Show your love of literature with these five masks hand selected for bookworms.
Yes, people are doing that, and it’s bad.
While the Center for Disease Control (CDC) says that they haven’t learned yet whether warm weather or temperature affects the spread of the coronavirus, many people believe it does. Other viruses like the ones that cause the common cold and the flu do spread more during the winter than during the summer, which could be why people speculate that the coronavirus does the same. But it hasn’t been proven.
However, the CDC also says that “it may be possible that people can get COVID-19 by touching a surface or object that has the virus on it and then touching their mouth, nose, or possibly their eyes.” And the combination of the idea that the virus can be spread through objects and the idea that the virus is susceptible to high temperatures brings us here.
While libraries across the country closed their doors in response to the pandemic, many are opening up for pickup. Patrons who order library books are then exposing themselves to books that have been exposed to any number of strangers who could be infected. In an attempt to rid any books of the coronavirus, people were trying to microwave the virus out of them, relying on the virus’s supposed susceptibility to heat.
This isn’t as harmless as it may appear. Libraries use radio frequency identification (RFID) tags for both item identification and security. It can be used for checking books in and out of the library, collection inventory, accurate shelving, and for pick-up systems placed around the community (not just in the library itself).
The RFID tag contains a microchip and an aluminum antenna. They are made of metal, and thus not fit for microwave use. Kent District Library in Grand Rapids, Michigan, made a Facebook post posted pictures of a microwaved book, saying that the books will catch fire in a microwave due to the metal RFID tag. The fire burned a hole in the book. Elizabeth Guarino-Kozlowicz, the regional manager of Kent District Library, said, “I don’t know if it was something they saw on the news—that they thought maybe the heat would kill COVID-19.”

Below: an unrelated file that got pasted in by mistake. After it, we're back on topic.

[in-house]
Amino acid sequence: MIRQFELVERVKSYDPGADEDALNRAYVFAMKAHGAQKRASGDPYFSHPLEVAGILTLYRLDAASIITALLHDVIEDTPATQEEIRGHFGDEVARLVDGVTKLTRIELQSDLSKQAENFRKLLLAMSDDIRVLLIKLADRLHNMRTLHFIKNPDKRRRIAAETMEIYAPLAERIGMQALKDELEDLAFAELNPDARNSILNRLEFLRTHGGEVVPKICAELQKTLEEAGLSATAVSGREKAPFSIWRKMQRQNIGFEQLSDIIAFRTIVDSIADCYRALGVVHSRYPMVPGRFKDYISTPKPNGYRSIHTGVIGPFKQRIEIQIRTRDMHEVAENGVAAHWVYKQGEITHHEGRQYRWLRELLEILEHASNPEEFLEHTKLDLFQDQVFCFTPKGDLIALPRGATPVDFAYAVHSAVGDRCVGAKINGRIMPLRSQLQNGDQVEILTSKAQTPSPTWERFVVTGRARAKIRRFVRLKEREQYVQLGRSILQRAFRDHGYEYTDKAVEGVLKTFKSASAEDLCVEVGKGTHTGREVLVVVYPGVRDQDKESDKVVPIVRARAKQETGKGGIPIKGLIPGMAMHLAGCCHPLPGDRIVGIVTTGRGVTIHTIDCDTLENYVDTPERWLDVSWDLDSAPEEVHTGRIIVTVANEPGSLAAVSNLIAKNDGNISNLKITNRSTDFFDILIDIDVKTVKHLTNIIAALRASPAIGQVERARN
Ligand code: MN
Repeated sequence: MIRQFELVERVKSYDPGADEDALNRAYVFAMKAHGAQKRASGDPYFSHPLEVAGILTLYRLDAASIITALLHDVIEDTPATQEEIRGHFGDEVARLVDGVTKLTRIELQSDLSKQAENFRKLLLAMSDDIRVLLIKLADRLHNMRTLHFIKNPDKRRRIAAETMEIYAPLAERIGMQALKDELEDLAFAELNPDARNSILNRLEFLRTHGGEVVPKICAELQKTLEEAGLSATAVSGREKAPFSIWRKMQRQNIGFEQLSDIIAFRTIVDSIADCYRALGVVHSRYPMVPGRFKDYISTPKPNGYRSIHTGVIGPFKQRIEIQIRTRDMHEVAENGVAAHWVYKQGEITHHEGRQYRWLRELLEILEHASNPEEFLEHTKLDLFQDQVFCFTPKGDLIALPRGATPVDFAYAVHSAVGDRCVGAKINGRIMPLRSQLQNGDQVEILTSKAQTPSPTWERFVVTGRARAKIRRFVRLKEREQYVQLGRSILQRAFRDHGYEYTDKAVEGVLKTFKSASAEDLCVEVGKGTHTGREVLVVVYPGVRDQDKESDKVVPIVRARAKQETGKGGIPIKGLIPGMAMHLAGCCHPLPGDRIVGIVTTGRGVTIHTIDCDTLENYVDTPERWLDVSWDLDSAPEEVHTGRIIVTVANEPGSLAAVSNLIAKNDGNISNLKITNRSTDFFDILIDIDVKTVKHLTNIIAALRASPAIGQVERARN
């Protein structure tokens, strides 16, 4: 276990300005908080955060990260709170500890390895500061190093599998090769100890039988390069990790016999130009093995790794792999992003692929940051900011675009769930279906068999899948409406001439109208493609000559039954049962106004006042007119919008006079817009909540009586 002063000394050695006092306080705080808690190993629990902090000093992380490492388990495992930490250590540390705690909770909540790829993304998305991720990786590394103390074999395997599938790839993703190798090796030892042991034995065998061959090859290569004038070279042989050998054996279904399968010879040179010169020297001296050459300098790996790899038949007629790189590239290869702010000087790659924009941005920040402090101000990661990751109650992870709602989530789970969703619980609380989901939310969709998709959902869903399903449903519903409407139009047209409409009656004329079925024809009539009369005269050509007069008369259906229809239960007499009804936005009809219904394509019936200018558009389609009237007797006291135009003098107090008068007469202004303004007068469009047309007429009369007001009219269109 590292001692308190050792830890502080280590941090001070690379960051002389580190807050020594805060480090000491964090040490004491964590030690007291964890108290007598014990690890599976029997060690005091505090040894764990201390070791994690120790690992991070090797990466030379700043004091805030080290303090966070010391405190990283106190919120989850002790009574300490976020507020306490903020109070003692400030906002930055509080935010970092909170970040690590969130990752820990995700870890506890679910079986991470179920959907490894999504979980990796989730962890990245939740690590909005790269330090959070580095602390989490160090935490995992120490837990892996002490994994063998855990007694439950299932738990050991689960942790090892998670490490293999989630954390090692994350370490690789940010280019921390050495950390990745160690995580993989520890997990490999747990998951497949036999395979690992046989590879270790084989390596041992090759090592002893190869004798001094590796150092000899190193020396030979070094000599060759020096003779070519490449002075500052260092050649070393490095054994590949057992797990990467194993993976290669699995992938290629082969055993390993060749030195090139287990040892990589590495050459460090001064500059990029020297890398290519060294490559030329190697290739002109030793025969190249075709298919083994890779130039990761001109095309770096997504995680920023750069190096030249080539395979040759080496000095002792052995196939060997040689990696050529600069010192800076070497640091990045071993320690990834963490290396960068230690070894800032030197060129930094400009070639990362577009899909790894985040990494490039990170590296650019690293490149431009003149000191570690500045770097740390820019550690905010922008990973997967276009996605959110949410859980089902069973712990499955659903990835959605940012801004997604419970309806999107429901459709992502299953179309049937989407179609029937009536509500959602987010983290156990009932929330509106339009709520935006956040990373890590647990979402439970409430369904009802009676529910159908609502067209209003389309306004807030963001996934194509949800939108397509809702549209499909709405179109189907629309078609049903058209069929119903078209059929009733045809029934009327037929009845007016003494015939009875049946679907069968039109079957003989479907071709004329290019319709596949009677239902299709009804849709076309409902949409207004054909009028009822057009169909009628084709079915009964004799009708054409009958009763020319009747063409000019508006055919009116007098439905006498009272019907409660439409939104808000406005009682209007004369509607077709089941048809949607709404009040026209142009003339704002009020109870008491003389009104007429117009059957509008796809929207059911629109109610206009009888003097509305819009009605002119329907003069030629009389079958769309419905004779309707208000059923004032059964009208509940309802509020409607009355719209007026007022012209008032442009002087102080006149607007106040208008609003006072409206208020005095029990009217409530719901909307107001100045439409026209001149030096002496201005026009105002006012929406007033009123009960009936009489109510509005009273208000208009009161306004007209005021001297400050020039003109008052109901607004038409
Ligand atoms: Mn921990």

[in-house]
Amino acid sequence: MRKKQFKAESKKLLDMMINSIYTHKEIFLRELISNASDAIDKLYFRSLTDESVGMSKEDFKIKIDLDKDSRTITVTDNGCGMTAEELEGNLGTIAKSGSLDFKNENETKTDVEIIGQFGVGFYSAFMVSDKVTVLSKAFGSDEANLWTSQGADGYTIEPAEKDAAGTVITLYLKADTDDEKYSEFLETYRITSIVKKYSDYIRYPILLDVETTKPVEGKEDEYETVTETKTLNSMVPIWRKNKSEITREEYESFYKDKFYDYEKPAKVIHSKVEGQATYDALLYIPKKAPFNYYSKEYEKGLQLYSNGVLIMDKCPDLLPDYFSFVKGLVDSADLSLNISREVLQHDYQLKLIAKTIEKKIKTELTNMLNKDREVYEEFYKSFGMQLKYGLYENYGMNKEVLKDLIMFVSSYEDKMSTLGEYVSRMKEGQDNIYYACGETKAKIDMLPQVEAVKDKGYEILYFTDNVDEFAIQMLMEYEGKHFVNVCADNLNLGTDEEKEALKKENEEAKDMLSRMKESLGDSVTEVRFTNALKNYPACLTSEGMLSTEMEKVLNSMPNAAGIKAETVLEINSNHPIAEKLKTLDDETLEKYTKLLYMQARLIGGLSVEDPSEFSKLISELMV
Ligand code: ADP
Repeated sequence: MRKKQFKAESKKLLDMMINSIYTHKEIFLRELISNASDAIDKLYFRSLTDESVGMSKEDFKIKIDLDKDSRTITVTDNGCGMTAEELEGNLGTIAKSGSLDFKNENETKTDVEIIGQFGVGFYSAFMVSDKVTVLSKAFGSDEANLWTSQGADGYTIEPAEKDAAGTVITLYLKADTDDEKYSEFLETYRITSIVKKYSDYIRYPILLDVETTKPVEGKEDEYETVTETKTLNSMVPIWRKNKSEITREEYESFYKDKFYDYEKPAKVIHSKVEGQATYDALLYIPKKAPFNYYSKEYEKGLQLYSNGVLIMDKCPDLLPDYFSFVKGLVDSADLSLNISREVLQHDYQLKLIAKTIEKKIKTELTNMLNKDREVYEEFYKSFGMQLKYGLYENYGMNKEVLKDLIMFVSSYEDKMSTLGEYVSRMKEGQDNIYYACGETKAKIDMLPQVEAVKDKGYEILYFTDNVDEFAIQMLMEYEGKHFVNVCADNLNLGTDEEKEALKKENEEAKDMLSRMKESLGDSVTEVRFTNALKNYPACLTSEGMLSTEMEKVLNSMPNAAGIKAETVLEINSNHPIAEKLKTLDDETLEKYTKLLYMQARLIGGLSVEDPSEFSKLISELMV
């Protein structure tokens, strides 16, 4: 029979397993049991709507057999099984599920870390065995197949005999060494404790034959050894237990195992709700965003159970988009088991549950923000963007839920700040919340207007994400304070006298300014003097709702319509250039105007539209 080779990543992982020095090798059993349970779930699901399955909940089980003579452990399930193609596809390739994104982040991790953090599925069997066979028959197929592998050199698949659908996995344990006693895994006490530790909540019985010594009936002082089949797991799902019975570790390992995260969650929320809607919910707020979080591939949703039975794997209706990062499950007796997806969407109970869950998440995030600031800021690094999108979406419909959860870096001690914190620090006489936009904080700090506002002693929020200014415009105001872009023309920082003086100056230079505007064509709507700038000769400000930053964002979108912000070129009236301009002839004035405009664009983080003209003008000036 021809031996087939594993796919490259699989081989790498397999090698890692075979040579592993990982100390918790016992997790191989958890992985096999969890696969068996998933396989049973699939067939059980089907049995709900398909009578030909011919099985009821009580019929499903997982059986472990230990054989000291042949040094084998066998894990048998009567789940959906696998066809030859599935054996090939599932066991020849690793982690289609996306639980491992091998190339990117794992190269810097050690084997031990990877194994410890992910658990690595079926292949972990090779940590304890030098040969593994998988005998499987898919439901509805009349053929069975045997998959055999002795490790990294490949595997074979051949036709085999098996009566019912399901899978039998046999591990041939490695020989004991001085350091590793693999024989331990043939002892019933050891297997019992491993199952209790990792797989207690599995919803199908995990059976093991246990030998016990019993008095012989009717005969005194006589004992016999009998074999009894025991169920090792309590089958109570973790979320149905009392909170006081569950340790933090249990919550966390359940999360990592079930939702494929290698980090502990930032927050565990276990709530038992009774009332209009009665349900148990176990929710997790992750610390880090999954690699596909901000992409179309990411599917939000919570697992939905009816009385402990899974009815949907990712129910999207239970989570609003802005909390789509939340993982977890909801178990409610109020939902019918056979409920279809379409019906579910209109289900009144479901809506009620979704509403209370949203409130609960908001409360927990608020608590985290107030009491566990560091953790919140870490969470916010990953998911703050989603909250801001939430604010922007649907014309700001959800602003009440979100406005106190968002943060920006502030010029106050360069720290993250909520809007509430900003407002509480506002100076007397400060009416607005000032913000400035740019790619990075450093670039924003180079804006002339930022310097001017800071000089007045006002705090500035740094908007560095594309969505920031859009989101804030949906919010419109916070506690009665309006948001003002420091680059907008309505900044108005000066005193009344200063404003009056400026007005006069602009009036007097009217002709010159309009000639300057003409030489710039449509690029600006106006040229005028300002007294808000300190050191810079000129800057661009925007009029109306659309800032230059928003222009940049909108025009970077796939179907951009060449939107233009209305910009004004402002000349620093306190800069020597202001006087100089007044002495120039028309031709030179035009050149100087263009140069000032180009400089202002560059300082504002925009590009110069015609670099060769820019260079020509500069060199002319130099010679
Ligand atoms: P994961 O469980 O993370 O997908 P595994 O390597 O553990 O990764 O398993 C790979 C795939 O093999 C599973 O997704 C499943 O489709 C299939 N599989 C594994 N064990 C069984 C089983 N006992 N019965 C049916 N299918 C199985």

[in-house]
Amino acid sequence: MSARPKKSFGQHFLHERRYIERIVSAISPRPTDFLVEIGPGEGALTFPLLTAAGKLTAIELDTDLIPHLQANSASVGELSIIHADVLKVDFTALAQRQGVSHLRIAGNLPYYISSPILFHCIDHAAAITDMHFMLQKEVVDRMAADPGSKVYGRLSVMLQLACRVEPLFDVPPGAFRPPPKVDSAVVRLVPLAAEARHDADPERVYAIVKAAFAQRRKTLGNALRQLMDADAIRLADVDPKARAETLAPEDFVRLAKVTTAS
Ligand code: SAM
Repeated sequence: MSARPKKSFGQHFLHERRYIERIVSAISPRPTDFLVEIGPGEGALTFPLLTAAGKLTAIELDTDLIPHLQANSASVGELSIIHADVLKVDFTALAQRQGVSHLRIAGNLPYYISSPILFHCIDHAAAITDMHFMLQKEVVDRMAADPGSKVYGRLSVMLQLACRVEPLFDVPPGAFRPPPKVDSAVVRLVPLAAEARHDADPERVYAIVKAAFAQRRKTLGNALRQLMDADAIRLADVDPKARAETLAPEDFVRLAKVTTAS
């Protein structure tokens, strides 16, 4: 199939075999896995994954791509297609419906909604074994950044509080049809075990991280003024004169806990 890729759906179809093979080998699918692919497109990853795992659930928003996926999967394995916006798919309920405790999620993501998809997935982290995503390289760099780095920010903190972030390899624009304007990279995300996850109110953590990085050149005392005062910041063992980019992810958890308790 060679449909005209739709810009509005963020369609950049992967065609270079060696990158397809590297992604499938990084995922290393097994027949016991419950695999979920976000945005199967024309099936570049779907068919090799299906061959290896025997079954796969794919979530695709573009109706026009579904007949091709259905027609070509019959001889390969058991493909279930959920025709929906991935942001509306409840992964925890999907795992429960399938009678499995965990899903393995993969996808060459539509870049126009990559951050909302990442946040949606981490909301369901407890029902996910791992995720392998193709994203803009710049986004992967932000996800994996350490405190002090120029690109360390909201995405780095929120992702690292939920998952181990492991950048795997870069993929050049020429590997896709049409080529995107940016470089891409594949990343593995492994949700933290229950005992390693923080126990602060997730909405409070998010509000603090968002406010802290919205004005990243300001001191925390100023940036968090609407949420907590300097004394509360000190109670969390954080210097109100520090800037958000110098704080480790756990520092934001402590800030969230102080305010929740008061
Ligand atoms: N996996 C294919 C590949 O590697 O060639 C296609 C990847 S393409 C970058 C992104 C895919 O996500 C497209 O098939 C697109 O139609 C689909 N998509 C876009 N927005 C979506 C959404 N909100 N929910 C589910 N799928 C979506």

So if you can’t microwave the coronavirus out of library books, how do libraries make sure they’re not spreading the virus through their pickup services? Well, the Kent District Library is quarantining all materials for 72 hours because of the plastic protections, in line with CDC guidelines. Guarino-Kozlowicz said, “All of the items go into a separate space…we set them aside for three days and then we check them after that. We don’t want [the library patrons] to feel concerned that they need to do anything.”
So don’t microwave your library books. They will catch on fire, and it’s unclear whether it would even help. But libraries disinfecting their books and offering curbside pickup are doing their best to keep you both safe and reading.
Feature Image Via Daily Hampshire Gazette
Don’t we all just adore public libraries? The old buildings, the selection, the smell of aging books. It’s a deeply comforting environment, and then when you leave, you can take books with you! They’re warm in the winter, they’re just about everywhere, and they’re full of possibilities. What can we do to give back a little?
Check Out Books
Image via Mother Nature Network